Education certainly isn't solely about preparing for future employment. When in college, I took many classes which had nothing at all to do with my degree but made a lasting impression on me. I wouldn't spend time at E, for one, without the creative writing class I took, or all of the general ed English courses that forced me to learn how to be a better writer. Coming out of high school I was convinced that was an average writer, but it took taking college level classes to realize how utterly wrong I was.
College was partly an exercise in humility that taught me to respect the opinions of experts who have studied material for many years of their lives. Some of the most basic, seemingly worthless areas of study have a lot of interesting, non-intuitive applications. Furthermore, no matter what the class is, they all hone certain logical skills: reading comprehension, vocabulary, contextual clues, deduction, induction. As much as I would've liked to skip all of the general ed classes I took, in retrospect I've realized that a lot of the modes of thinking that I utilize now I learned from them, and not my mathematics courses. I can't honestly say they were a waste, because I am now certain that they were not (despite how it seemed at the time and how it seems now from a glance).
However, it is not the responsibility of government to enrich the lives of individuals. Government offers educational services and assistance because an educated populace is necessary for the maintenance of liberty (that's almost a direct quote from Thomas Jefferson). We educate to give people the skills necessary to be a part of our society, and yes, a portion of that includes the ability to perform complicated tasks according to formal instruction in exchange for a wage: i.e. employment. Government assisted loans are offered to this end, on the premise that the country's expenditure is a form of investment.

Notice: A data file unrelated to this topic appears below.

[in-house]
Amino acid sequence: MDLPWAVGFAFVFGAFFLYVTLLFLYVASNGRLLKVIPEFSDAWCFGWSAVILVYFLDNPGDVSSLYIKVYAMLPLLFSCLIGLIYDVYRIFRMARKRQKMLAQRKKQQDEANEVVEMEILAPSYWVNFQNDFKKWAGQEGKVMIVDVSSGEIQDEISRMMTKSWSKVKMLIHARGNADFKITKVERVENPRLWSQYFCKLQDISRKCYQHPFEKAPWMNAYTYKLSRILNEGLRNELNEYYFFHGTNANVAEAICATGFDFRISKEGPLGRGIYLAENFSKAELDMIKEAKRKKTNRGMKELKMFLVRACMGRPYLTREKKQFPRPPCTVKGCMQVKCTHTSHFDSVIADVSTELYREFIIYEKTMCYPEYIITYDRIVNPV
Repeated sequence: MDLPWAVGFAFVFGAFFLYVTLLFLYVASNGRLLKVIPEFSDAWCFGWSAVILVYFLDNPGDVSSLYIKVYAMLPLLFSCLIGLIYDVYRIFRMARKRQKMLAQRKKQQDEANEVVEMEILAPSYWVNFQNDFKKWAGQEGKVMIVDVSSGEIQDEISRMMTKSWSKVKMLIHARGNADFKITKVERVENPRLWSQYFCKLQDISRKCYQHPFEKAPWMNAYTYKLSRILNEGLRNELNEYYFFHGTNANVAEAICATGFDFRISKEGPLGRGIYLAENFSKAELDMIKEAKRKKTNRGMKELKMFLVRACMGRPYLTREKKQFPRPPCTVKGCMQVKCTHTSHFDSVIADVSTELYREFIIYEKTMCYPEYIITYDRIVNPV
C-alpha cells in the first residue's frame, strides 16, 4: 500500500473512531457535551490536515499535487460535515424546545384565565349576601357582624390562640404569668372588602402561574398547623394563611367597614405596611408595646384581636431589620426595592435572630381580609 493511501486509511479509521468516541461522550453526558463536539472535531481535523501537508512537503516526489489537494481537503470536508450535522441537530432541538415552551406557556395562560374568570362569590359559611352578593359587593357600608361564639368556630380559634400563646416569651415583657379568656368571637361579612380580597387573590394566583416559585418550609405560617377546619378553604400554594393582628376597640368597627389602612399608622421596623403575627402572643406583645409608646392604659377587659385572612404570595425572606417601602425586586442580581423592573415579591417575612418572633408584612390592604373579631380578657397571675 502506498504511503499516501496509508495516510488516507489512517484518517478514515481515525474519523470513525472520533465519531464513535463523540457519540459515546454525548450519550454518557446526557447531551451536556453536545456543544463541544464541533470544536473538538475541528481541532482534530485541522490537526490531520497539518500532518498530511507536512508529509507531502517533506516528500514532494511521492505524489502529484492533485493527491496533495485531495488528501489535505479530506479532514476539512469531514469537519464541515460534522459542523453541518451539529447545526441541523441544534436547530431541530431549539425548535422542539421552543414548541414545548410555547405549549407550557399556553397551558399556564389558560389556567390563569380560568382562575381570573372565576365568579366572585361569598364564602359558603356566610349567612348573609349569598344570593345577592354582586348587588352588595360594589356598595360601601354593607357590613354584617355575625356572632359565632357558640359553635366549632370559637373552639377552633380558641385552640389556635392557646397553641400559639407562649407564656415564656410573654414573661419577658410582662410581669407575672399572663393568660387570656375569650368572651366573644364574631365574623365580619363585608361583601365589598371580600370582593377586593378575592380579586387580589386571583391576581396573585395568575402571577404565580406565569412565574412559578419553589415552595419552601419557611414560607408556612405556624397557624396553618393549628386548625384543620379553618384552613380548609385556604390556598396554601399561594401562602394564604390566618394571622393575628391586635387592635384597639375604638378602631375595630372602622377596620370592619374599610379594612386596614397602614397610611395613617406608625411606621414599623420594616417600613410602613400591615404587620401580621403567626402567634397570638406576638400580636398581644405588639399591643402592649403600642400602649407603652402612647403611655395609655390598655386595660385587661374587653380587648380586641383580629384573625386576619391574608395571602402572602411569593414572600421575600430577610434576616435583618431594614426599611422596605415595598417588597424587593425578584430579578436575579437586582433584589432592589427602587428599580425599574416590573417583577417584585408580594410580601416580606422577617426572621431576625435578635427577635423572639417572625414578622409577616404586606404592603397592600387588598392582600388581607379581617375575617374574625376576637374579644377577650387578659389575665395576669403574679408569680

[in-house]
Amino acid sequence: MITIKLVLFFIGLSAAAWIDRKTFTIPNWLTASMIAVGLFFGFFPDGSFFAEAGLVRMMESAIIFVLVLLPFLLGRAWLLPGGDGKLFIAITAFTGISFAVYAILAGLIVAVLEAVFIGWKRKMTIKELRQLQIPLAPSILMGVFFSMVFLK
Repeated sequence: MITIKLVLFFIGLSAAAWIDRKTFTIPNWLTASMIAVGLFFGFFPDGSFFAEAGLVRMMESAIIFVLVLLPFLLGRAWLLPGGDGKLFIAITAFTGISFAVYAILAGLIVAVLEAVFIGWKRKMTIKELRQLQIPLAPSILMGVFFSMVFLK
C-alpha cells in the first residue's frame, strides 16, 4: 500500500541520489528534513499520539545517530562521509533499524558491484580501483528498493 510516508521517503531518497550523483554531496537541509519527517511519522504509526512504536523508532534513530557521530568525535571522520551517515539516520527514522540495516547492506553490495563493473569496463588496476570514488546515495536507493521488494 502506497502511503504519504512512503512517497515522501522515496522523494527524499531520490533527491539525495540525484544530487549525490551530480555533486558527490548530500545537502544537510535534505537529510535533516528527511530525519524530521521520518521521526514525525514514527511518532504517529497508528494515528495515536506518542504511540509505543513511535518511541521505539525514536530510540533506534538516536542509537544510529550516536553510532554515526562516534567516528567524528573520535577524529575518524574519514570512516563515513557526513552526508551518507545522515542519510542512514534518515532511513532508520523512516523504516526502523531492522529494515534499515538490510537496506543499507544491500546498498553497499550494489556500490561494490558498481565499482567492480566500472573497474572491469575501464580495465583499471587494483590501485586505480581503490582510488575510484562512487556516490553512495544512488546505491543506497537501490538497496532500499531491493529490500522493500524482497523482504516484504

There are certainly some classes of dubious worth (Vampire Literature Class chief amongst them), but I don't think it's fair to consider it a complete waste. Literature classes tend to contextual literary movements and themes in terms of societal forces that make popular literature popular; I have a feeling that while taking the Vampire Literature Class they'll delve into themes of Victorian sexual repression, resurgence of such ideas in modern society, and ultimately end up showing just how derivative, uninspired, and poor Twilight is as a work of fiction (if it's part of the material covered). It may not be teaching someone how to make their first Hello World program in Java, but I'm willing to bet it'll be an exercise in thought none the less. Just as jazzercizing may not be the best way to slim your waistline but it still has a positive effect, Vampire Literature Class has some positive things to offer I'm sure.
That isn't to say I disagree with some of your thoughts, Scott. College certainly has numerous problems, and it would be nice if there was a way so that Government could focus on assisting people who are seeking employment training primarily, while still allowing individuals access to these enlightening, liberalizing (and I don't mean that in a political sense) experiences. It's largely a problem of finding the barrier and coming up with a schema to determine what is and isn't worthwhile: Neroon hit the nail on the head in his post, educational adaptability relies on having far too open standards. Some of the waste is a necessary evil.